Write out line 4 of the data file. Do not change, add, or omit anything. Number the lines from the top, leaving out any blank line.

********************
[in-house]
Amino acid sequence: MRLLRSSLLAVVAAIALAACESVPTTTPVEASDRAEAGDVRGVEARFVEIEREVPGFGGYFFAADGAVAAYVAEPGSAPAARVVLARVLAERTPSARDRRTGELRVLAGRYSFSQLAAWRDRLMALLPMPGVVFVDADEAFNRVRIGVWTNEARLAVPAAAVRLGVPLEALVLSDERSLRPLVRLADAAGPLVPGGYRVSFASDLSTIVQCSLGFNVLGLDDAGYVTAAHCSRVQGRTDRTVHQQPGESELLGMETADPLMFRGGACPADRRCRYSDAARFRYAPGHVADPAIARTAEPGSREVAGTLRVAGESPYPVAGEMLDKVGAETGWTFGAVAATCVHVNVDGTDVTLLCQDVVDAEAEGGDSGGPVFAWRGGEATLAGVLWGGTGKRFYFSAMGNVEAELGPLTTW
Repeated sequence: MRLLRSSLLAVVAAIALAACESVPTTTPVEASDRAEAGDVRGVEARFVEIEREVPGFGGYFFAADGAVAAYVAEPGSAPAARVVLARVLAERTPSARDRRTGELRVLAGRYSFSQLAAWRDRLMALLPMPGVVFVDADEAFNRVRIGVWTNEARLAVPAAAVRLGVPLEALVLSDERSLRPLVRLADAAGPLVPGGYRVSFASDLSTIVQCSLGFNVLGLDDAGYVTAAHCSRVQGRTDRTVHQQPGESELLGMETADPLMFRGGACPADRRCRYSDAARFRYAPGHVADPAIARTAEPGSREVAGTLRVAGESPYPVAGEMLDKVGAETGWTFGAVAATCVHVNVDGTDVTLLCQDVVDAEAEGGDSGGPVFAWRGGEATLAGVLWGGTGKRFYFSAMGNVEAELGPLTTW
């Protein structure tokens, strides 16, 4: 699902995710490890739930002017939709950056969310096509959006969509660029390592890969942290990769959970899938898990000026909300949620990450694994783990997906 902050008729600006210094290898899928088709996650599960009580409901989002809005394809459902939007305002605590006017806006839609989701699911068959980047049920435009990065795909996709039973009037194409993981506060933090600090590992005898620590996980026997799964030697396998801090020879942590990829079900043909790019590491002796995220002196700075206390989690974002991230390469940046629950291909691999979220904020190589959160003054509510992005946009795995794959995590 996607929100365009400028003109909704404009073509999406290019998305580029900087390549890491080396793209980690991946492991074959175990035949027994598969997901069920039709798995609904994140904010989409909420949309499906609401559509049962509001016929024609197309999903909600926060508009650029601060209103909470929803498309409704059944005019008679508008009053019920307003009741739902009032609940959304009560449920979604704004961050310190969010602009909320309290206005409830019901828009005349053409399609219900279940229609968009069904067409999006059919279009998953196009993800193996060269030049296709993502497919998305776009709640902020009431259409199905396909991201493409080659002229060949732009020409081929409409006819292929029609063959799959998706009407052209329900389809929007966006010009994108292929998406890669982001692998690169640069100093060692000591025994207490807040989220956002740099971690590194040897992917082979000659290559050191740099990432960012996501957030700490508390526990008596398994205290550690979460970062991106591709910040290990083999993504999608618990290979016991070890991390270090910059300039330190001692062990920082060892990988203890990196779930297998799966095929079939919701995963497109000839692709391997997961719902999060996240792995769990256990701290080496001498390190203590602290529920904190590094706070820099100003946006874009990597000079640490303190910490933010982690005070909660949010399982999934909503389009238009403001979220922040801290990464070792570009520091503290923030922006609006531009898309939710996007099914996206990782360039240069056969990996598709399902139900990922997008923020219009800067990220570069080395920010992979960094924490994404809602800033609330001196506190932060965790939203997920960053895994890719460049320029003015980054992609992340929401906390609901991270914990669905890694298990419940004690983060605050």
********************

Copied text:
């Protein structure tokens, strides 16, 4: 699902995710490890739930002017939709950056969310096509959006969509660029390592890969942290990769959970899938898990000026909300949620990450694994783990997906 902050008729600006210094290898899928088709996650599960009580409901989002809005394809459902939007305002605590006017806006839609989701699911068959980047049920435009990065795909996709039973009037194409993981506060933090600090590992005898620590996980026997799964030697396998801090020879942590990829079900043909790019590491002796995220002196700075206390989690974002991230390469940046629950291909691999979220904020190589959160003054509510992005946009795995794959995590 996607929100365009400028003109909704404009073509999406290019998305580029900087390549890491080396793209980690991946492991074959175990035949027994598969997901069920039709798995609904994140904010989409909420949309499906609401559509049962509001016929024609197309999903909600926060508009650029601060209103909470929803498309409704059944005019008679508008009053019920307003009741739902009032609940959304009560449920979604704004961050310190969010602009909320309290206005409830019901828009005349053409399609219900279940229609968009069904067409999006059919279009998953196009993800193996060269030049296709993502497919998305776009709640902020009431259409199905396909991201493409080659002229060949732009020409081929409409006819292929029609063959799959998706009407052209329900389809929007966006010009994108292929998406890669982001692998690169640069100093060692000591025994207490807040989220956002740099971690590194040897992917082979000659290559050191740099990432960012996501957030700490508390526990008596398994205290550690979460970062991106591709910040290990083999993504999608618990290979016991070890991390270090910059300039330190001692062990920082060892990988203890990196779930297998799966095929079939919701995963497109000839692709391997997961719902999060996240792995769990256990701290080496001498390190203590602290529920904190590094706070820099100003946006874009990597000079640490303190910490933010982690005070909660949010399982999934909503389009238009403001979220922040801290990464070792570009520091503290923030922006609006531009898309939710996007099914996206990782360039240069056969990996598709399902139900990922997008923020219009800067990220570069080395920010992979960094924490994404809602800033609330001196506190932060965790939203997920960053895994890719460049320029003015980054992609992340929401906390609901991270914990669905890694298990419940004690983060605050």